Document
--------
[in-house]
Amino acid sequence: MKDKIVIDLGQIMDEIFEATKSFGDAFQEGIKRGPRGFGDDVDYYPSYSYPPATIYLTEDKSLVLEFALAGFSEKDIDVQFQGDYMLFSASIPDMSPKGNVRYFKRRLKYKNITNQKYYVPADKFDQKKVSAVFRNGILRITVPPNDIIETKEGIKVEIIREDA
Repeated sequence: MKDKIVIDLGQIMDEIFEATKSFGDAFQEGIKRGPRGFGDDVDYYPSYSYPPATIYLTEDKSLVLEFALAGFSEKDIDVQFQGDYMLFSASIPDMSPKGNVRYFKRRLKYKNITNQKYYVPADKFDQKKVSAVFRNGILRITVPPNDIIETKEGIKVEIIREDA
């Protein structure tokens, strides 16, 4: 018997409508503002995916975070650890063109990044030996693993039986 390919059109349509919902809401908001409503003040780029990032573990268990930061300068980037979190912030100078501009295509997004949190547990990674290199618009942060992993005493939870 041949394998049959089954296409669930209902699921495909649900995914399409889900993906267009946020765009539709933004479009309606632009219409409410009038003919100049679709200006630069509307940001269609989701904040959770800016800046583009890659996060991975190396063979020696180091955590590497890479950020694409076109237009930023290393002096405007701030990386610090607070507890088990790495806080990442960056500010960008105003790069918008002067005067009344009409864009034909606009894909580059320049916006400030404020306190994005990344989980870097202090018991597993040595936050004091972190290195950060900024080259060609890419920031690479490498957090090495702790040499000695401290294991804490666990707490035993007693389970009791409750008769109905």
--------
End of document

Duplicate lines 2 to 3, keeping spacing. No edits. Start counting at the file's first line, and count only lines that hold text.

Amino acid sequence: MKDKIVIDLGQIMDEIFEATKSFGDAFQEGIKRGPRGFGDDVDYYPSYSYPPATIYLTEDKSLVLEFALAGFSEKDIDVQFQGDYMLFSASIPDMSPKGNVRYFKRRLKYKNITNQKYYVPADKFDQKKVSAVFRNGILRITVPPNDIIETKEGIKVEIIREDA
Repeated sequence: MKDKIVIDLGQIMDEIFEATKSFGDAFQEGIKRGPRGFGDDVDYYPSYSYPPATIYLTEDKSLVLEFALAGFSEKDIDVQFQGDYMLFSASIPDMSPKGNVRYFKRRLKYKNITNQKYYVPADKFDQKKVSAVFRNGILRITVPPNDIIETKEGIKVEIIREDA